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Corporate Health Programs – Be Rewarded and Be Healthy

I continue with the thread of my previous two blogs about Building a Culture of Health, with focus on Corporate Health/Wellness Programs. Often Employee fitness and health programs are unable to achieve the desired engagement and outcome due to a disconnect between the program construct and employee expectations/needs. It doesn’t need to be so.

Professional intervention, a supportive management and active employee feedback in tweaking the program construct can help turn around its effectiveness and ensure employees leave with rewarding takeaways for life.

I share a real-life example to elucidate the above.

I was called to conduct a workshop at a regional office of a company in another city. I was briefed about the concept of the workshop. Participants of the workshop were members of the winning sales team of the region and had been rewarded a trek by the company for surpassing the set sales targets. (As part of the employee wellness program and as a way for them to become more active). Upon interacting with participants I sensed they were more wary than excited and that their pressing concerns were a bit different.

Active employee feedback.

The Sales Team had tough working hours hopping from one area to another executing their sales jobs. They experienced erratic hours, long/frequent travels and little or no diet control. They were not sure if they would be able to handle the demands of a trek (even though it wasn’t a difficult one). The time at their disposal to pursue fitness was very limited and the desire to do so not at all. Spending the time available with friends and family ranked higher and naturally so. At the same time, most had concerns about the state of their health and wanted solutions at more basic levels.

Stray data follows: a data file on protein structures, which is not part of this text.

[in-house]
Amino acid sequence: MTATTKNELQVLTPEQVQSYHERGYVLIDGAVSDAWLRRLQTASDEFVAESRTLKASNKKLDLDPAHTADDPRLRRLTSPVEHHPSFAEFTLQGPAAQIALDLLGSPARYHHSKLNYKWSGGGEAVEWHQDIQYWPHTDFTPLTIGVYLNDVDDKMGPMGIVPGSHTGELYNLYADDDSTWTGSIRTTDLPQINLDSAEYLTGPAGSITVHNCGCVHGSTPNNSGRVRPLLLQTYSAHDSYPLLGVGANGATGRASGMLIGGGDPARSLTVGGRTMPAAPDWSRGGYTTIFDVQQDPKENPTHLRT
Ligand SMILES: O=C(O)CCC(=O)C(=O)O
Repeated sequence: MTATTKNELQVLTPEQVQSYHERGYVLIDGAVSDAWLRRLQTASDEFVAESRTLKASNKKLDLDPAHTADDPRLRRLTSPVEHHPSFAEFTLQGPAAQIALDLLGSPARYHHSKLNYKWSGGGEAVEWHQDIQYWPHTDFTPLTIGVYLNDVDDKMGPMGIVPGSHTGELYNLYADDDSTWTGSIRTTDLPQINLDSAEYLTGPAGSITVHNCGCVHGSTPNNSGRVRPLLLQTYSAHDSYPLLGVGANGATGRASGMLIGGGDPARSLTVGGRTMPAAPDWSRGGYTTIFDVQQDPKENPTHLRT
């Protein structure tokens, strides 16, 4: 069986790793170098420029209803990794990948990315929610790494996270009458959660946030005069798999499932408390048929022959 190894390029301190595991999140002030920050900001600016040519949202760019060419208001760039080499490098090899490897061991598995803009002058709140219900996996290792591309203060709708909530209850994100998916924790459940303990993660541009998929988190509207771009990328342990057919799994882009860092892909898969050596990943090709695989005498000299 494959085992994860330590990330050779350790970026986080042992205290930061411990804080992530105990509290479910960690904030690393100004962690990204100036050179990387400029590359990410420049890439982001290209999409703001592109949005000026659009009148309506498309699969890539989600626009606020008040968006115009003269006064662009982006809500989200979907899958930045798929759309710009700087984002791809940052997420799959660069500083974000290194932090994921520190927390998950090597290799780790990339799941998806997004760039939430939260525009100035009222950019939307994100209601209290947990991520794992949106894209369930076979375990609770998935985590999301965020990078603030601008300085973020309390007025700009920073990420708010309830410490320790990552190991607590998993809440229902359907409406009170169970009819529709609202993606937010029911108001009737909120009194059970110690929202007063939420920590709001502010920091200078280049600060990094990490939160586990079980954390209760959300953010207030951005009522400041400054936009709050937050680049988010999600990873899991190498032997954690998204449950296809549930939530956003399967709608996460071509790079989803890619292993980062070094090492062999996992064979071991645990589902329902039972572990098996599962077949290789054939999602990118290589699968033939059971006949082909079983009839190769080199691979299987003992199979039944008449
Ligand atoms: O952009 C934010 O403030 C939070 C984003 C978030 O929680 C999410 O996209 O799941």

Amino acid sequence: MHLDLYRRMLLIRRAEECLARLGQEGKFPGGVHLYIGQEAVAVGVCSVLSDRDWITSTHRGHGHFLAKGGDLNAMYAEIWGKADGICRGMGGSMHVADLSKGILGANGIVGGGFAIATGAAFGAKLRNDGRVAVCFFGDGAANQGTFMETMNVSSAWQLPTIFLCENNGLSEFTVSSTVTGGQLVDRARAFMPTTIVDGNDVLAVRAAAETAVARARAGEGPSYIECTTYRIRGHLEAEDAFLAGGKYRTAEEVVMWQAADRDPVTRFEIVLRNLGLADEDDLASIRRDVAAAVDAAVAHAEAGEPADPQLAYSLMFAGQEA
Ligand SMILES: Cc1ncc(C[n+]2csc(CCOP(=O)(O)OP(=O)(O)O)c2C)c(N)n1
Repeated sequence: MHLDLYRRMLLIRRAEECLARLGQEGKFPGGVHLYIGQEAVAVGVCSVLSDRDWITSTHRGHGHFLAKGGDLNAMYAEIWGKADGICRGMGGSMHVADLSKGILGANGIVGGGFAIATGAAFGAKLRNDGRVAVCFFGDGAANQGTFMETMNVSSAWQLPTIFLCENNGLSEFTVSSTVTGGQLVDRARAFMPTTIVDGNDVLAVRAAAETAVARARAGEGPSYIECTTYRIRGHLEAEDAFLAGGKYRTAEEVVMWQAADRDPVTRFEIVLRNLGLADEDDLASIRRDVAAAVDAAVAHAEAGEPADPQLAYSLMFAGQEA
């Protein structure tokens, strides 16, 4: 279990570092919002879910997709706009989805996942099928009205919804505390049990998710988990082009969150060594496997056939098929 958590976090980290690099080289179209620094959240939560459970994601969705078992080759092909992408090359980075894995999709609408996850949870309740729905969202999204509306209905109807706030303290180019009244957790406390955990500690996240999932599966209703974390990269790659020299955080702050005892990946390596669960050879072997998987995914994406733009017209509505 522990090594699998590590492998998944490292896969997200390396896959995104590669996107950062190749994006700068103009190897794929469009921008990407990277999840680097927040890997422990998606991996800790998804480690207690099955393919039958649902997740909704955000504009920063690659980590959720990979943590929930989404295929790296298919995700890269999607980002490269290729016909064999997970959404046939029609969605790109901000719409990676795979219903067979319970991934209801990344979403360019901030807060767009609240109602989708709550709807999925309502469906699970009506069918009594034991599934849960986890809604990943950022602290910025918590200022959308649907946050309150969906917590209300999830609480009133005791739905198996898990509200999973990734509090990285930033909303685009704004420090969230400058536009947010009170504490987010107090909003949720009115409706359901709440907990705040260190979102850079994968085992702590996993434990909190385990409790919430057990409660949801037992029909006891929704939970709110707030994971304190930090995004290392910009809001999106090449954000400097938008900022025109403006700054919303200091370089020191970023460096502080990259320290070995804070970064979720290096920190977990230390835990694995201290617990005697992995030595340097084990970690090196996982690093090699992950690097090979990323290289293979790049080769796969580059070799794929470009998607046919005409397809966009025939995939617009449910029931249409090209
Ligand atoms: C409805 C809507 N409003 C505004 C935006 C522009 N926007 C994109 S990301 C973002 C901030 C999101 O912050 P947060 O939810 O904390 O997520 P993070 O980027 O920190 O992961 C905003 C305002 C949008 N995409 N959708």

Re-aligning the program construct.

With the help of a proactive and supportive management, the workshop construct was re-aligned to the pressing concerns of the Sales Team. We proceeded to address their existing lifestyle with focus on small solutions they could adopt without feeling daunted and for which they could engage their friends and family as well. Individual issues were categorized and addressed accordingly. Tips to manage diet while on the move were offered, so were techniques to reduce stress. Small modules of exercises and stretches were designed to cater to their specific needs (ranging from 10 minutes to 20 minutes to 30-40 minutes for those who later expressed desire to pursue them) while making them slowly ready for the trek. We also addressed posture at work and how small active breaks could be built into their days. The challenge was to boost confidence and make them look eagerly at active outings.

The Outcome.

High level of team engagement as the program was delivering practical solutions for their pain-points. The Sales Team went back with the awareness that small can be big and making positive health changes doesn’t have to always start big or fancy.


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